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wkbeason

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Capote (2005)
2 out of 3 people found the following review useful:
Exceptional performance by Hoffmann in a superbly executed (pun intended) complex film, 26 March 2006
10/10

About six months after I was born in 1959 there was a terrible murder in a small town in Kansas. Truman Capote, probably the most noted writer in America at that time (having recently published the critically-acclaimed best-seller "Breakfast at Tiffany's") read about this murder in the front section of the New York Times. Capote decided he wanted to do an in-depth article on the crime for The New Yorker magazine.

He traveled out to Kansas with his childhood friend Nelle Harper Lee who had just written "To Kill a Mockingbird" but had not had yet gotten it published. He lived in this small town for several months, becoming friendly and familiar with the people there, interviewing everyone who would talk to him about the crime and the victims. Shortly after his arrival the murders were caught in Las Vegas and delivered to Kansas authorities. Capote managed to interview both of them and was immediately struck by the fact that there was much more than a magazine article under the surface here. He became so engaged with the events and the human beings involved in them that he devoted the next five years of his life to a singular book project which was to revolutionize literature as the first "factual novel." The results became his most famous work, "In Cold Blood." It influenced writers from the moment it came out, it still influences today. After "In Cold Blood" was published in mid-1960's, Capote never finished another novel. He became a severe alcoholic and died from complications of alcoholism in 1984. The writing of "In Cold Blood" – so the interpretation goes – killed him.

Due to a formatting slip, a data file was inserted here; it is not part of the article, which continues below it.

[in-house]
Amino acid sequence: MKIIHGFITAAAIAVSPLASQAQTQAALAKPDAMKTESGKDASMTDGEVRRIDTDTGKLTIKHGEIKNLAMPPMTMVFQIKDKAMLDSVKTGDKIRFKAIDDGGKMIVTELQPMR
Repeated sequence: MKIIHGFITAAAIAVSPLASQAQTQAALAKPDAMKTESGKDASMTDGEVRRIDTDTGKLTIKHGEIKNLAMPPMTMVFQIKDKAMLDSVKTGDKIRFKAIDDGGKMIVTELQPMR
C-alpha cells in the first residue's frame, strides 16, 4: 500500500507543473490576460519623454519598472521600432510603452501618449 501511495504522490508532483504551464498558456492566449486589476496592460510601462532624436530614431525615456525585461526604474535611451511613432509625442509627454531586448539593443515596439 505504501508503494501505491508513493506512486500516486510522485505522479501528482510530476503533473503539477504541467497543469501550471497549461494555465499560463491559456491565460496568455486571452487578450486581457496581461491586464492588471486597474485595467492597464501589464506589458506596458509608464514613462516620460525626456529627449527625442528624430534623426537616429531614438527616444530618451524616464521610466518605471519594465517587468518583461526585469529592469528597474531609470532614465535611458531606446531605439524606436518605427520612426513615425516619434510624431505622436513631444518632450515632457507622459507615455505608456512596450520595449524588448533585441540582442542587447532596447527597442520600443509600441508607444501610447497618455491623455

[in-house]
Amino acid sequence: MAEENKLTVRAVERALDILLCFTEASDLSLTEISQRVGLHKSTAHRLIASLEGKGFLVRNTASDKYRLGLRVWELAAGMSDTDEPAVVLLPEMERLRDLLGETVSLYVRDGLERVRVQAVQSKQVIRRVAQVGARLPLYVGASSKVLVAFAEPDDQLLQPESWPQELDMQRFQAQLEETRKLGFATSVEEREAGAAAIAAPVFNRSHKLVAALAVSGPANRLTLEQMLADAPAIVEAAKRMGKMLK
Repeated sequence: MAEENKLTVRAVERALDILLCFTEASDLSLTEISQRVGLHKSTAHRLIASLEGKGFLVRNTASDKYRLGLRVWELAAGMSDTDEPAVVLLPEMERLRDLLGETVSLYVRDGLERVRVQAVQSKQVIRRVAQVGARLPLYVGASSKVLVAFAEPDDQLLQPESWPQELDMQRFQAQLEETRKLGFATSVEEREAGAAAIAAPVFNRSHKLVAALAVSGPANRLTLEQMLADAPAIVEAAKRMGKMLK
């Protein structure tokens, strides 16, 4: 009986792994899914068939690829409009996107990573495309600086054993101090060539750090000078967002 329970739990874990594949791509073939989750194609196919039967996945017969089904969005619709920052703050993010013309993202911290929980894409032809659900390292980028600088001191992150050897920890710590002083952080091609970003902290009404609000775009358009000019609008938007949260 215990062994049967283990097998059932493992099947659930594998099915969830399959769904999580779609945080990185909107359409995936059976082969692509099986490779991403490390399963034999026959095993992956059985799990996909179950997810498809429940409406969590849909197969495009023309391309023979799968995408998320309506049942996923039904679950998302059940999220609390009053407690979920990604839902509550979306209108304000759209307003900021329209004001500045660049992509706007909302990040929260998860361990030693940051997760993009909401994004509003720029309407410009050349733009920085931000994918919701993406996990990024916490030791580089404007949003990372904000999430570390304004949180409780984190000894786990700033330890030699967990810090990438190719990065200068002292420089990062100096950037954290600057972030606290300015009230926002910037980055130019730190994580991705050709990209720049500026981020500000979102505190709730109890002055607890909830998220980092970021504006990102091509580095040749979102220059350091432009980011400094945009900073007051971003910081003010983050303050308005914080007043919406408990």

Capote is a film about the writing of the novel, the creative process, the obsession that motivated it, the lives that were affected by the act of writing it, and ultimately about how the novel changed its author even more than it changed the world of literature. Philip Seymour Hoffman won the Best Actor Oscar for his portrayal of Truman and deservedly so. It is, quite simply, the most astonishing performance I have seen in recent years by an actor. He captures the essence of the flamboyant, poetic, and insightful homosexual literary genius.

But, surrounding this performance is an aesthetic, intellectual, and technical construct of film-making that is rare today. The film runs for 114 minutes, is very slowly (but deliberately) paced, has many, many moments of extended pauses to allow the effect of the cinematography or the subtle, accentuated acting to take hold on the viewer. In quick time, however, it manages to generate a delicate intensity that I found captivating and entertaining.